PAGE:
8 Ways the Retail Landscape May Change After Coronavirus

brand marketers future boy

The world is a different place than it was just a month ago. As companies try to maintain their business and stay afloat, many are wondering about the long-term impact of coronavirus on the retail and ecommerce industry.

Marketers have adjusted their marketing campaigns over the recent weeks, but those will eventually revert back to normal. Retail and ecommerce, on the other hand, may be in for more permanent changes. The aftereffects of coronavirus are sure to be felt long after it’s gone, surely changing how consumers shop, interact and prioritize lifestyle choices.

We’ve all experienced some consumer shifts, but are they a product of the times or will they stick around for the long haul? Here are some ways the dynamics of retail and services may be impacted near term and in the years to come by the coronavirus aftermath.

Consumers Become Hyper-Focused on Shopping Local

There’s been a growing trend to shop local. But millions have been furloughed or unemployed, many from local businesses including retail shops. In many places, keeping dollars in the local community and supporting small businesses post-pandemic will become more important than ever.

I wouldn’t be surprised to see local restaurant days or other small business days pop up across the country. Communities have a way of coming together after catastrophes like New Orleans did after Hurricane Katrina.

Local businesses should invest in growing their online presence and their email and SMS subscriber list for when things return to “normal.”

E-Grocery Delivery Goes for a Ride

Online grocery adoption has been slow in the U.S., but the coronavirus pandemic may turn out to be the catalyst grocers have been seeking.

According to CivicScience, 47% of consumers said they were shopping for online groceries more during the week of March 22, 2020, compared to only 11% just three weeks prior. And a recent Gordon Hasket Research Advisors survey conducted on March 13, 2020 found 41% of those who ordered food online during the previous week were first-time online grocery customers.

Apptopia reported a spike in app downloads for e-grocery services. Walmart’s grocery app downloads increased by 160% and Instacart by 218% compared to the average in February.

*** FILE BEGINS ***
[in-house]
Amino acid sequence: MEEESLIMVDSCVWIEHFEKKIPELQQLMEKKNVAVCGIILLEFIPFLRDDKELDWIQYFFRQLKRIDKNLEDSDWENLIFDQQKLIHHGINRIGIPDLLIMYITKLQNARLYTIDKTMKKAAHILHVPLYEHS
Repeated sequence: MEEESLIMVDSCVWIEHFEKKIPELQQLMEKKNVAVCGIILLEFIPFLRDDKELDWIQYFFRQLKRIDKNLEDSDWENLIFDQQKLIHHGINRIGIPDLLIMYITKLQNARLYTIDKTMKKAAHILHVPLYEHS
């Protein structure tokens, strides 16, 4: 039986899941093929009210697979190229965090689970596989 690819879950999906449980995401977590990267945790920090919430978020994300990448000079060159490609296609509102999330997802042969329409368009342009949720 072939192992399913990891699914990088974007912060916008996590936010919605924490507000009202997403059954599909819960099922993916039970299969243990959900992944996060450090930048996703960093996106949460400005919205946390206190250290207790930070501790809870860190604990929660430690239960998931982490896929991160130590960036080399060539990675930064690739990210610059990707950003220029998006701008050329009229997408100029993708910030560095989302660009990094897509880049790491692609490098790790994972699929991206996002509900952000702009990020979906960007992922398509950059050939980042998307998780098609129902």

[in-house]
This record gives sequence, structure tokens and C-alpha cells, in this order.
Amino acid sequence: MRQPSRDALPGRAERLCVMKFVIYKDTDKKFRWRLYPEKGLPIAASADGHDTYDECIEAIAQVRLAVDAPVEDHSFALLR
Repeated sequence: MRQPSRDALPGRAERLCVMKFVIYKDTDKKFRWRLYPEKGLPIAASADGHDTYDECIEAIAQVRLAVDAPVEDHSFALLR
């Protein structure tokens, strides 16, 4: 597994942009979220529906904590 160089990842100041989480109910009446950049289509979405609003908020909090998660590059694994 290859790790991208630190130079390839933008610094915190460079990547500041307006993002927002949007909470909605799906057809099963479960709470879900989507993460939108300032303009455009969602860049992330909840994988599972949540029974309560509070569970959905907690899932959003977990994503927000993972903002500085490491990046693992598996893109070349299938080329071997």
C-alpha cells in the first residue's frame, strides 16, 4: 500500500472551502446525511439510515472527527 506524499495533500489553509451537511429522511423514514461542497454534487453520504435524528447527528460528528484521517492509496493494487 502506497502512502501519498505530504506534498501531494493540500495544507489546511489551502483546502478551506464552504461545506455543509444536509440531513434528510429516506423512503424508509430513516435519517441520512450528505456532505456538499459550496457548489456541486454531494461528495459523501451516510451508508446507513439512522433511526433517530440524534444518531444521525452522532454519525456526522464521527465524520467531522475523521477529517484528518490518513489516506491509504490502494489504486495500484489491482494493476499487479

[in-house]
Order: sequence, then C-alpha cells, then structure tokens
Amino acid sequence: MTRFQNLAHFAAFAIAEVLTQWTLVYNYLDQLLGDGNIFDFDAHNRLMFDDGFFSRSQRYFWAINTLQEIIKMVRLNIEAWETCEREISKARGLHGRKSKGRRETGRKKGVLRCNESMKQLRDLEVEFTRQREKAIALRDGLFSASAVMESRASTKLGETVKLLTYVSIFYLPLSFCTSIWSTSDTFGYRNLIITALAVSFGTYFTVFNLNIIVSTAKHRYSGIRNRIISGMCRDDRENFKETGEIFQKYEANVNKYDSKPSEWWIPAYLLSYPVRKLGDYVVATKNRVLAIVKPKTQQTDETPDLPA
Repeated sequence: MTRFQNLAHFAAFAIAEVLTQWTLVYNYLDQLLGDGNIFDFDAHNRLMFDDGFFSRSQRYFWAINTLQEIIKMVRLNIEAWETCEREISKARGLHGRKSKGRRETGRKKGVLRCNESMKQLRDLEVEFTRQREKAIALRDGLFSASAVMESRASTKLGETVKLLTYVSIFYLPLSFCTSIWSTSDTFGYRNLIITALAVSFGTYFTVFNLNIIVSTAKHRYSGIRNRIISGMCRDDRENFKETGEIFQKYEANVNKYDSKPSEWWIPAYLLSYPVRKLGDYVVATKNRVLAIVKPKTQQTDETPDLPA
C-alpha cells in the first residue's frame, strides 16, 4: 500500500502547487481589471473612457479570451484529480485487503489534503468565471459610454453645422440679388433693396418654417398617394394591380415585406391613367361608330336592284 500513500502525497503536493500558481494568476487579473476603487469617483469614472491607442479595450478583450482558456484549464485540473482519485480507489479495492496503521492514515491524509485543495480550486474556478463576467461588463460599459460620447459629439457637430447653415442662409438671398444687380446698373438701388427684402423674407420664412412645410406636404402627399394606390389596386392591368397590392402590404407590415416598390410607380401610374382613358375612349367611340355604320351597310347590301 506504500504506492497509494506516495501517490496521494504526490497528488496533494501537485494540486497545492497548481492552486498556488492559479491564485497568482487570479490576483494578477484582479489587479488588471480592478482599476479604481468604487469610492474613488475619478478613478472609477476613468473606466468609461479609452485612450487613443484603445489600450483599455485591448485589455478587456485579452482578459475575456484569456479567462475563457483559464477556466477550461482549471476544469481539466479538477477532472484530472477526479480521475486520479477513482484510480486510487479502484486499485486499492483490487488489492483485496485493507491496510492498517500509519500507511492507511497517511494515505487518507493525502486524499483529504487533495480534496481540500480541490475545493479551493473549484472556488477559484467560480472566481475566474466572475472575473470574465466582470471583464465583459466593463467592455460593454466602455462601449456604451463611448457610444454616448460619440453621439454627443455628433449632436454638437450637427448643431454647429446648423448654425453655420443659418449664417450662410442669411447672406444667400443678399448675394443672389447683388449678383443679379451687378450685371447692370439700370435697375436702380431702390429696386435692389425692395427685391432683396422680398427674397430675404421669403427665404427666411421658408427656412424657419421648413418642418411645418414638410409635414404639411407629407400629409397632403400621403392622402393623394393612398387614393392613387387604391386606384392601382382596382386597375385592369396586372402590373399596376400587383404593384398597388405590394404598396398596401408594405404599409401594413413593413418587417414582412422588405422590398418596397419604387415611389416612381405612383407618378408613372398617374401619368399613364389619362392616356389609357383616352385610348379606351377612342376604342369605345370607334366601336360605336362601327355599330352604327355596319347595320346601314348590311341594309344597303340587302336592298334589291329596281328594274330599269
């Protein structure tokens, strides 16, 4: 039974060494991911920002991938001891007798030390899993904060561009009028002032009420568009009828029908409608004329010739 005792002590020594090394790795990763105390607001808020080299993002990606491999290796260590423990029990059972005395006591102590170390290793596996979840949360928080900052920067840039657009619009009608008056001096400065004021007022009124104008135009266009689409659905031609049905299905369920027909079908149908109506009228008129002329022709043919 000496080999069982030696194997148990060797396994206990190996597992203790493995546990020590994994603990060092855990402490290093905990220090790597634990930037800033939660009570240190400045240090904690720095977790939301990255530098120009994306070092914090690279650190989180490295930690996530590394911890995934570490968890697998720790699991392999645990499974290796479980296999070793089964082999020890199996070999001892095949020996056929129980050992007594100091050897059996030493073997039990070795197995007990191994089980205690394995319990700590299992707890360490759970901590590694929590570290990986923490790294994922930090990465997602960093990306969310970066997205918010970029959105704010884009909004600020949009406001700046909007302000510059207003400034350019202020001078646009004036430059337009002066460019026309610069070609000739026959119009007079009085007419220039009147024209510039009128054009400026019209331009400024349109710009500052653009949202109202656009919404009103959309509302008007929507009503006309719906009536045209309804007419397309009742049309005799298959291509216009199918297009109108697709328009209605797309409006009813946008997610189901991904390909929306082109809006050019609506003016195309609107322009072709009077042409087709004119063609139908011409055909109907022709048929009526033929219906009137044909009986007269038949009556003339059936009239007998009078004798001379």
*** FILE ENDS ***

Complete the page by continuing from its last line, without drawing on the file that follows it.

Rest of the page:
For consumers, one challenge with e-grocery is getting used to selecting and ordering a large number of items. Normally, the time to adjust to this process can be too much of a hurdle, but forced quarantines have accelerated that process. The convenience may be too much for some consumers to ignore post coronavirus.

BOPIS and Curbside Pickup Accelerate

Buy-online pick-up in-store (BOPIS) and curbside pickup have become increasingly popular, but similar to e-grocery have seen a sharp increase because of coronavirus.

According to Adobe, BOPIS saw a 62% year-over-year increase from Feb. 24 to March 21, 2020, and according to apptopia, U.S. downloads of Target’s mobile app more than doubled from Feb. 15-March 15, 2020. Arts and crafts retailer Michael’s and fabric retailer Joann are two of many who started offering curbside in response to the call for social distancing.

















As with e-grocery, BOPIS and curbside are all about convenience. For retailers, this comes with both pros and cons. In-store foot traffic drives planned and unplanned purchases and helps them merchandise the square footage they’re already paying for. On the other hand, pickup services drive sales from convenience-minded shoppers and can make store economics look “normal.”

According to Target CEO Brian Cornell, when an online order is fulfilled from the back of a store instead of an FC, about 40% of the cost goes away. And when a customer orders online and uses BOPIS, curbside or Shipt, about 90% of the cost goes away. So, there are some hefty benefits for stores to keep the adoption of these services high.

Even with BOPIS adoption increasing over recent years, the necessity of using it now may cause permanent adoption to spike.

Improving the In-Store Experience

While brick-and-mortar retailers were already investing in ecommerce and reshaping their store economics to become more profitable, massive store closures may force them to rethink their physical assets. Every CEO has to be thinking, “What if this happens again?”